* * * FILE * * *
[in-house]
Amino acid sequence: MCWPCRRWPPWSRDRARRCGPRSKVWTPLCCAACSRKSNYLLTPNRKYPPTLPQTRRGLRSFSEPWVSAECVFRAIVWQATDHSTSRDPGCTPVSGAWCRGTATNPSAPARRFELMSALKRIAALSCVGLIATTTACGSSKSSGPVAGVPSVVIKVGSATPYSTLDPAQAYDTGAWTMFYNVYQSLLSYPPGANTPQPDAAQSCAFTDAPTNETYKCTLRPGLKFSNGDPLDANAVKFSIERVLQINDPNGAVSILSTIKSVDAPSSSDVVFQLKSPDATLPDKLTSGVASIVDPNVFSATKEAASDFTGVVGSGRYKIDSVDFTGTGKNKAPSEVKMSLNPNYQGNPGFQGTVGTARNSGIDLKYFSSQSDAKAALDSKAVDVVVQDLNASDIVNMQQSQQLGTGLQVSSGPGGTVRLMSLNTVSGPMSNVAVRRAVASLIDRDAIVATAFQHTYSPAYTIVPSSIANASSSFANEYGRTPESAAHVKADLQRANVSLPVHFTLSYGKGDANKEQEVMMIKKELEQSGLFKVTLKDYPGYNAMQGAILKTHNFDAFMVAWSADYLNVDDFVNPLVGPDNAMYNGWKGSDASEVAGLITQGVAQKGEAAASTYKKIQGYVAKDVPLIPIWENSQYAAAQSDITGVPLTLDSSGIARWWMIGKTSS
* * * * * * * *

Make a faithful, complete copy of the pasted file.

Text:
[in-house]
Amino acid sequence: MCWPCRRWPPWSRDRARRCGPRSKVWTPLCCAACSRKSNYLLTPNRKYPPTLPQTRRGLRSFSEPWVSAECVFRAIVWQATDHSTSRDPGCTPVSGAWCRGTATNPSAPARRFELMSALKRIAALSCVGLIATTTACGSSKSSGPVAGVPSVVIKVGSATPYSTLDPAQAYDTGAWTMFYNVYQSLLSYPPGANTPQPDAAQSCAFTDAPTNETYKCTLRPGLKFSNGDPLDANAVKFSIERVLQINDPNGAVSILSTIKSVDAPSSSDVVFQLKSPDATLPDKLTSGVASIVDPNVFSATKEAASDFTGVVGSGRYKIDSVDFTGTGKNKAPSEVKMSLNPNYQGNPGFQGTVGTARNSGIDLKYFSSQSDAKAALDSKAVDVVVQDLNASDIVNMQQSQQLGTGLQVSSGPGGTVRLMSLNTVSGPMSNVAVRRAVASLIDRDAIVATAFQHTYSPAYTIVPSSIANASSSFANEYGRTPESAAHVKADLQRANVSLPVHFTLSYGKGDANKEQEVMMIKKELEQSGLFKVTLKDYPGYNAMQGAILKTHNFDAFMVAWSADYLNVDDFVNPLVGPDNAMYNGWKGSDASEVAGLITQGVAQKGEAAASTYKKIQGYVAKDVPLIPIWENSQYAAAQSDITGVPLTLDSSGIARWWMIGKTSS